Ammonia (NH3) losses from nitrogen mineral fertilizers is a debated issue in Europe due to their contribution to fine particulate matter formation (PM2.5 and PM10 fractions). In particular, up to 70% NH3 can be lost from urea-based fertilizers under broadcast application. A number of Best Available Techniques (BATs) for preventing and reducing emissions have been recommended although uncertainties in their effectiveness at the site-specific level still occur. The Life PREPAIR project aims to study reduction methods for NH3 emissions from urban to agricultural sources in the Po river basin, northern Italy, one of the most air-polluted areas in Europe. Within the PREPAIR framework, the present study aims to identify site-specific based BATs which meet the criteria for the UNECE benchmark for mineral fertilizers, namely a NH3 emission reduction of at least 30% compared to urea surface broadcast. The study was conducted across the Veneto region, northeastern Italy. Firstly, a potential risk map of NH3 volatilization was created by overlapping soil properties (e.g. pH, CEC) and climatic conditions which are well-known to affect NH3 losses. In high risk hot spots, N losses (e.g. NH3 and N2O volatilization, N leaching, etc..) were estimated using a modified version of DNDC v. CAN (Dutta et al., 2016). Inputs for DNDC v. CAN were collected via a questionnaire conducted among farmers to identify business-as-usual practices for different crops. Alternative BATs, such as NH4NO3 (AN), organic fertilizers (e.g. beef digestate, liquid manure) and different incorporation methods (injection, deep incorporation), were compared to urea broadcast application for maize (Zea mais L.) and winter wheat (Triticum aestivum L.) production. The most promising BATs were further tested in a field experiment on bare soil using a wind tunnel combined with a FTIR gas analyzer (Gasmet DX4015) for continuous gas measurements. Wind speed, soil water content, and both air and soil temperature were also continuously monitored and used to improve prediction of NH3 volatilization dynamics. Modeling results showed that AN closed-slot injection and deep incorporation of organic fertilizers significantly reduced ammonia loss both for maize (-75% and -96% respectively) and winter wheat (-87% and -98%). Nevertheless, some increase in nitrate leaching was observed, mostly in case of winter wheat (+24% for injection of AN and +89% for organic fertilizers). Field results on bare soil confirmed the effectiveness of closed-slot injection, being able to bring a reduction up to 68% compared to NH3 emissions after surface broadcast. Contrasting results were observed with urea incorporation or mixing only, that showed enhanced NH3 emissions (+50%). Our study showed that NH3 loss can be highly reduced, and that N injection practices are among the most effective solutions in Veneto region. Furthermore, a site-specific approach is highly recommended to reduce N losses in air and water, which are strongly related to soil and climatic properties and their interactions with agricultural management.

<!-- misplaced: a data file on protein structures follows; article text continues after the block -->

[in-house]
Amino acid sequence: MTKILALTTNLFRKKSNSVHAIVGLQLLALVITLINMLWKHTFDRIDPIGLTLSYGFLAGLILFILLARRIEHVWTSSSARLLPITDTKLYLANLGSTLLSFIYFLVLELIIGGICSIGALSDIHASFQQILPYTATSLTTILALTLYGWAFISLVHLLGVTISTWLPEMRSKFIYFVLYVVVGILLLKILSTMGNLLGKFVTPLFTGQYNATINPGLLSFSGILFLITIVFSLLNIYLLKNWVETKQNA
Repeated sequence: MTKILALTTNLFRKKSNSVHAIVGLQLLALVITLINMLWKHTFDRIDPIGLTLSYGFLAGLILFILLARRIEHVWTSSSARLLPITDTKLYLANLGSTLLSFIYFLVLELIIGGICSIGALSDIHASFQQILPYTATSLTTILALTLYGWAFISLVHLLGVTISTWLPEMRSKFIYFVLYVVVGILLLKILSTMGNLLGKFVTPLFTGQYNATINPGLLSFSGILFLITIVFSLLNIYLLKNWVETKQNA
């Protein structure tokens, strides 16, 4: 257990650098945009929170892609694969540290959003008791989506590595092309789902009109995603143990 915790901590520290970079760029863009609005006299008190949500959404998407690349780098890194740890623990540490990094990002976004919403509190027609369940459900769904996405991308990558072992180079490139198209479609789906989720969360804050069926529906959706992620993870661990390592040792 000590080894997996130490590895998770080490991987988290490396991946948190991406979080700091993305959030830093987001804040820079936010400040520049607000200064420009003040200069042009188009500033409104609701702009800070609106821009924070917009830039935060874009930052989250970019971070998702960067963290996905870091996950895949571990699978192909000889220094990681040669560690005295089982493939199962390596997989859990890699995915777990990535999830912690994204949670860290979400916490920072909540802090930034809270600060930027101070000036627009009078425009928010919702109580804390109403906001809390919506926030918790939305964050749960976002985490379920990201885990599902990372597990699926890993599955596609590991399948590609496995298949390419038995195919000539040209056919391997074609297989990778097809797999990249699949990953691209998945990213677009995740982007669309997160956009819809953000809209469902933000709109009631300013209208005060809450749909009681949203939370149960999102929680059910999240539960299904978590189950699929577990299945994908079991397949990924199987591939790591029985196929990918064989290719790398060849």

STRATEGIES TO REDUCE AMMONIA VOLATILIZATION FROM N MINERAL FERTILIZERS IN THE PO RIVER BASIN, NORTHERN ITALY